Optical Trapping with High Forces Reveals Unexpected Behaviors of Prion Fibrils
Author(s)Dong, Jijun; Castro, Carlos E.; Boyce, Mary Cunningham; Lang, Matthew J.; Lindquist, Susan
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Amyloid fibrils are important in diverse cellular functions, feature in many human diseases and have potential applications in nanotechnology. Here we describe methods that combine optical trapping and fluorescent imaging to characterize the forces that govern the integrity of amyloid fibrils formed by a yeast prion protein. A crucial advance was to use the self-templating properties of amyloidogenic proteins to tether prion fibrils, enabling their manipulation in the optical trap. At normal pulling forces the fibrils were impervious to disruption. At much higher forces (up to 250 pN), discontinuities occurred in force-extension traces before fibril rupture. Experiments with selective amyloid-disrupting agents and mutations demonstrated that such discontinuities were caused by the unfolding of individual subdomains. Thus, our results reveal unusually strong noncovalent intermolecular contacts that maintain fibril integrity even when individual monomers partially unfold and extend fibril length.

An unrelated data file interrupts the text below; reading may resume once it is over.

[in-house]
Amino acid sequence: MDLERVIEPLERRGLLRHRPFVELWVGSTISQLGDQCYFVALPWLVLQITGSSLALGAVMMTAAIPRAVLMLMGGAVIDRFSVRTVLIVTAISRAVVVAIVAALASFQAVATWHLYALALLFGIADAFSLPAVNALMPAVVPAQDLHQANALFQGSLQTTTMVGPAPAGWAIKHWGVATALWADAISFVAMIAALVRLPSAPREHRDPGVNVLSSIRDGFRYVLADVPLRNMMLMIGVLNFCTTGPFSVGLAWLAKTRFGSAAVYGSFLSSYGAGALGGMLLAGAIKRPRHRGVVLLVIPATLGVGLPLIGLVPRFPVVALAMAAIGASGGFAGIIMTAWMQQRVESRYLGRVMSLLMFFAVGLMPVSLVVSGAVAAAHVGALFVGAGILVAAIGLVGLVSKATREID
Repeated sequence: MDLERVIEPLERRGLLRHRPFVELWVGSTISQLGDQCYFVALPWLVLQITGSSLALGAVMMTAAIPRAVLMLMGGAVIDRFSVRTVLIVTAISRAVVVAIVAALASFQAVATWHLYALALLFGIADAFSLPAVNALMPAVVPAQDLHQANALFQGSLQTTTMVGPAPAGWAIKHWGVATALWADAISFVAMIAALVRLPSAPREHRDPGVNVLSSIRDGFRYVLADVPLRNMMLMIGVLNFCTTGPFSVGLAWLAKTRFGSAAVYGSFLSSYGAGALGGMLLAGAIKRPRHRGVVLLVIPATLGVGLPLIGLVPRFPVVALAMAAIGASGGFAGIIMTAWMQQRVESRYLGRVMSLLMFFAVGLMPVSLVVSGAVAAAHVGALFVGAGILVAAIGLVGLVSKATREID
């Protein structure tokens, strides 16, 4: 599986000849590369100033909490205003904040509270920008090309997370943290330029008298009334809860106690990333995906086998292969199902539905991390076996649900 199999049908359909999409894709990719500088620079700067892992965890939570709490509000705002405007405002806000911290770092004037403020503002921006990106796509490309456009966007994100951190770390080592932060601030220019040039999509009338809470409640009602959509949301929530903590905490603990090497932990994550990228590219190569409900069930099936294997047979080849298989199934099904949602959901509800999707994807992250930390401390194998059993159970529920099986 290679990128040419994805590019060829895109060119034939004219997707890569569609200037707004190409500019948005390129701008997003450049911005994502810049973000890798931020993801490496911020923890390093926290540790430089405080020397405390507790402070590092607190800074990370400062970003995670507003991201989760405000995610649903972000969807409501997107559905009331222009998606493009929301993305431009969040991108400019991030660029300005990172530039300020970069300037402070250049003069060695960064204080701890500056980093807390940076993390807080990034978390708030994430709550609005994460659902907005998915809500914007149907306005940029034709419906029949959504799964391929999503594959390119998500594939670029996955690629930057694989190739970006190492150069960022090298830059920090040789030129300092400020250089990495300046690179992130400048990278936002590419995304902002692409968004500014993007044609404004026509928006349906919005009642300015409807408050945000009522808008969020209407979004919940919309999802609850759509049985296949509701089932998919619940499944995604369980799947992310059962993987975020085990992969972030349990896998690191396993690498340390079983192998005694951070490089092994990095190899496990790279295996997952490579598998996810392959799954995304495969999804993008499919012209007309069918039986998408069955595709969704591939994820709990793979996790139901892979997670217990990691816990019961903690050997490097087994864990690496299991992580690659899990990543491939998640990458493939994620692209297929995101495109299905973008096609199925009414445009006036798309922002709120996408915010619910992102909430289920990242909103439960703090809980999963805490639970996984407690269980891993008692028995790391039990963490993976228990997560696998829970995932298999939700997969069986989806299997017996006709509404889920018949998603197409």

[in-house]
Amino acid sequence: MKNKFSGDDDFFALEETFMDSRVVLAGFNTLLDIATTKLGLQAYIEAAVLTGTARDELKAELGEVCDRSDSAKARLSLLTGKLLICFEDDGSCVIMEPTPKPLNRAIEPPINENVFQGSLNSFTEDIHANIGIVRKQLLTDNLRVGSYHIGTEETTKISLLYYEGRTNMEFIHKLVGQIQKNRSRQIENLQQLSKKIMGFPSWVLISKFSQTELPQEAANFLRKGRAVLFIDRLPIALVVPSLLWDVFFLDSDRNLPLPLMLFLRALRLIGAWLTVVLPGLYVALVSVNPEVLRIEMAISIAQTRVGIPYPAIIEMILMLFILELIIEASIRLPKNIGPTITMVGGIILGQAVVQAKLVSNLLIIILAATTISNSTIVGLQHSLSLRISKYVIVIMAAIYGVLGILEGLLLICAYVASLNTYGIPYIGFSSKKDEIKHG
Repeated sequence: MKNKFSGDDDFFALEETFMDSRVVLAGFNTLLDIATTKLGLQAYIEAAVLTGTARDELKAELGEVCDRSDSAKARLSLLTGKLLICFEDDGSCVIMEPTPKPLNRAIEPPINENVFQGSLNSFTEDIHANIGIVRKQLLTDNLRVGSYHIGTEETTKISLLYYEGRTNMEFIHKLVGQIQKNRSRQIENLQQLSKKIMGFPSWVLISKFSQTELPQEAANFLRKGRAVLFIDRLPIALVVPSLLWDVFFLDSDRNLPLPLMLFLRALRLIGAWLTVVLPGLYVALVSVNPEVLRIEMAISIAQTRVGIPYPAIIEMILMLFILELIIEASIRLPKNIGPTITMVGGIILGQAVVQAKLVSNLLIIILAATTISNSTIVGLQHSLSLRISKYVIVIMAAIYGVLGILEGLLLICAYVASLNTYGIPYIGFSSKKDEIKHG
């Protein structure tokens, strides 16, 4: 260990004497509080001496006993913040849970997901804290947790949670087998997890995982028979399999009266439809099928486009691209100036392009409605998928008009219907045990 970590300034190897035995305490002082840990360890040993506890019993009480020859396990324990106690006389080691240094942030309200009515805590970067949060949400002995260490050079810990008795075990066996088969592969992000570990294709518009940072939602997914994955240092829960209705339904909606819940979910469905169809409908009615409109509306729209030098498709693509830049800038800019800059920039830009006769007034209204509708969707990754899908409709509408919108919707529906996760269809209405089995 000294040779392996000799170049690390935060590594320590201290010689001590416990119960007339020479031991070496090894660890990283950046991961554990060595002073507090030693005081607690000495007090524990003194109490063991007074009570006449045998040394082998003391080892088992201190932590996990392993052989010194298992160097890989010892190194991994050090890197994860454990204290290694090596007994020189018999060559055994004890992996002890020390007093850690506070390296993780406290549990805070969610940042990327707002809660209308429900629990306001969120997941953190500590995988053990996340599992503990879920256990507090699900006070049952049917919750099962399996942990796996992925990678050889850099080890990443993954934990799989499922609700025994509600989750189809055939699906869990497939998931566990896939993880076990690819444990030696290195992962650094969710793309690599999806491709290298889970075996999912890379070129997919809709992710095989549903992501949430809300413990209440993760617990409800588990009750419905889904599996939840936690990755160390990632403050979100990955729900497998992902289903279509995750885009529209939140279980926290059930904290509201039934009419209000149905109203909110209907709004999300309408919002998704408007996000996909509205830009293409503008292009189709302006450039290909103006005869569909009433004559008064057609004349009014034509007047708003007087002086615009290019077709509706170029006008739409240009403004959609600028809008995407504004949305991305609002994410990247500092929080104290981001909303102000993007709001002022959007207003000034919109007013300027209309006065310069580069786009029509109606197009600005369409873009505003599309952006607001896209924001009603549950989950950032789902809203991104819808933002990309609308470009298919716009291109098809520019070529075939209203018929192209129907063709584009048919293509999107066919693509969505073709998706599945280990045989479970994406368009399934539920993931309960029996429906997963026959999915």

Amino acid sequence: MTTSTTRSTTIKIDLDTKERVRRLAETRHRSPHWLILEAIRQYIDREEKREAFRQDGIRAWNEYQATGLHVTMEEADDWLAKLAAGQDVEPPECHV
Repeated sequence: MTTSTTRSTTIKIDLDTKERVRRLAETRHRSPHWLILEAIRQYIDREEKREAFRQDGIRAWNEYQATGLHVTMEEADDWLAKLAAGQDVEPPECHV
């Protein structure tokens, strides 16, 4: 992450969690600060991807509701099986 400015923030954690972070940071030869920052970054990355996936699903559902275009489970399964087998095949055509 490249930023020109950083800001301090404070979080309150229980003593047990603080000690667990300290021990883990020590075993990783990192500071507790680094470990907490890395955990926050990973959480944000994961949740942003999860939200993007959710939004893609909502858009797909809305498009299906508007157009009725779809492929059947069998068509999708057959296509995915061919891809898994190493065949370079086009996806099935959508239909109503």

Departmentmove to dc.description.sponsorship; Massachusetts Institute of Technology. Department of Biological Engineering; Massachusetts Institute of Technology. Department of Biology; Massachusetts Institute of Technology. Department of Mechanical Engineering
Nature Structural and Molecular Biology
Nature Publishing Group
Dong, Jijun et al. “Optical Trapping with High Forces Reveals Unexpected Behaviors of Prion Fibrils.” Nature Structural & Molecular Biology 17.12 (2010): 1422–1430.
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